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Identity bifurcation in response to stereotype threat: Women and mathematics

This paper reported three studies exploring women's bifurcation of feminine identity -- disidentification with aspects of one's social identity linked with disparagement in a domain -- in response to stereotype threat experienced in mathematics. Bifurcation was theorized as a mechanism by which women might resolve the tension between their gender identity and their identification with a given domain when poor performance may be expected based on gender. Results confirmed that women alter their self-descriptions in response to stereotype threat. Experiment 1 was a correlational study demonstrating that when women had completed a large number of quantitative courses they were less likely to describe themselves with gender stereotypes seen as problematic or incongruent for women in mathematics (e.g., flirtatious, emotional). Endorsement of gender stereotypes seen as less relevant to mathematics (e.g., sensitive, empathetic) were not affected by math experience, as was endorsement of male self-descriptions. Experiments 2 and 3 involved women identified as high or low in math either 1) reading an article agreeing with gender stereotypes in mathematical ability and completing a personality survey (stereotype threat condition), 2) reading a story about aging and completing the survey (control condition, Study 2), 3) or simply completing the survey (control condition, Experiment 3). In both studies, women who identified with math were less likely to use math-relevant gender stereotypes to describe themselves than did women not under stereotype threat or compared with women not identified with math. These studies show that women who experience stereotype threat may emphasize stereotypical traits that pose less of an obstacle for success compared with traits that are seen as incompatible with success in the domain in question.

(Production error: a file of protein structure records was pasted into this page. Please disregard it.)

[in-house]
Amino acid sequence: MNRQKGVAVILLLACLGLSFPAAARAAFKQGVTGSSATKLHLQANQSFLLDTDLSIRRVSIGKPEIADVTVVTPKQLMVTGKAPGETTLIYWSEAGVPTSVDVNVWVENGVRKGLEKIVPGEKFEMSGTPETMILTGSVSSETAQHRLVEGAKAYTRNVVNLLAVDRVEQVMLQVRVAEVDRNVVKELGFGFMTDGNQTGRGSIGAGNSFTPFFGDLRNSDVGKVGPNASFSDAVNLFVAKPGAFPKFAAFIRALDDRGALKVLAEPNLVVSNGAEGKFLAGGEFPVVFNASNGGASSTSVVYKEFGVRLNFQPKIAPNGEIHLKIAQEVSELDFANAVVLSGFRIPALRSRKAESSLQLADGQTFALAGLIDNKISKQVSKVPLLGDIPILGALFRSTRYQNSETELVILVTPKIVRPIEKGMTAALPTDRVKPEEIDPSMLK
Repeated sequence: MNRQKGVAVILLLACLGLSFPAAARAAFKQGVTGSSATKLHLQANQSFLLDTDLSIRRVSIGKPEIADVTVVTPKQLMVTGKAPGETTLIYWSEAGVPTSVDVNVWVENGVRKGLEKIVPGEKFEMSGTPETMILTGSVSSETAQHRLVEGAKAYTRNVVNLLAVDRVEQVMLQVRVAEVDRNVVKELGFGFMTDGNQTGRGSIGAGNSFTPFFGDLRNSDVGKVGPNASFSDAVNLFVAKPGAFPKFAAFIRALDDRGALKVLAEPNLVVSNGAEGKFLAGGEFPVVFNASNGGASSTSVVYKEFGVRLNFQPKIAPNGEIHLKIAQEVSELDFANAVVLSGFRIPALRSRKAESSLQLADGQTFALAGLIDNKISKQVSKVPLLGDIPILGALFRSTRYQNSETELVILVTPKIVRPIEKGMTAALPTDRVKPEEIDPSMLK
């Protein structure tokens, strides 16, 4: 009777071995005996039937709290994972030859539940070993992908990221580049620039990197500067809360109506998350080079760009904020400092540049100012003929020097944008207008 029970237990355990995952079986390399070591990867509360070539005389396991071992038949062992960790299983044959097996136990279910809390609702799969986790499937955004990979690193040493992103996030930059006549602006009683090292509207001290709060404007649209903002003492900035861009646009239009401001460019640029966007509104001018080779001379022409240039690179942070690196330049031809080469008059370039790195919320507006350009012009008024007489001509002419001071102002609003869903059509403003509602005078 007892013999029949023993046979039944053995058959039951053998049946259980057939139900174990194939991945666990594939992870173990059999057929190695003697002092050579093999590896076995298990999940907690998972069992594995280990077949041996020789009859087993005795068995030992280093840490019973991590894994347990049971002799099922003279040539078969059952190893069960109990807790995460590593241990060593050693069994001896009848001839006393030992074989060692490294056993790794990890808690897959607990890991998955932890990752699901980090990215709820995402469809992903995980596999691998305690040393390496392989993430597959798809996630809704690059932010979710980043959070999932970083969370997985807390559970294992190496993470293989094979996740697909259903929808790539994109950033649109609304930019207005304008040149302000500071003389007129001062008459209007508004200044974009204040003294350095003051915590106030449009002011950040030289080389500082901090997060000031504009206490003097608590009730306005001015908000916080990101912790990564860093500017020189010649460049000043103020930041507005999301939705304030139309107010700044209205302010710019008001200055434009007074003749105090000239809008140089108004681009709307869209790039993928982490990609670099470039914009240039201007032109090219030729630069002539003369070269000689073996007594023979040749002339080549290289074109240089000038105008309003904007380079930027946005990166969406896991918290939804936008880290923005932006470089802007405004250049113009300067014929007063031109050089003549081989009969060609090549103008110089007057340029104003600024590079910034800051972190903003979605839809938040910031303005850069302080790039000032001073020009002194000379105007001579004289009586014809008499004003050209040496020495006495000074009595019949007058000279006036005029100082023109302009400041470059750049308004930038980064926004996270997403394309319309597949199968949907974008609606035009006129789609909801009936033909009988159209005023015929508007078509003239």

Pronin, E., Steele, C., & Ross, L. (2004). Identity bifurcation in response to stereotype threat: Women and mathematics.Journal of Experimental Social Psychology, 40, 152-168.
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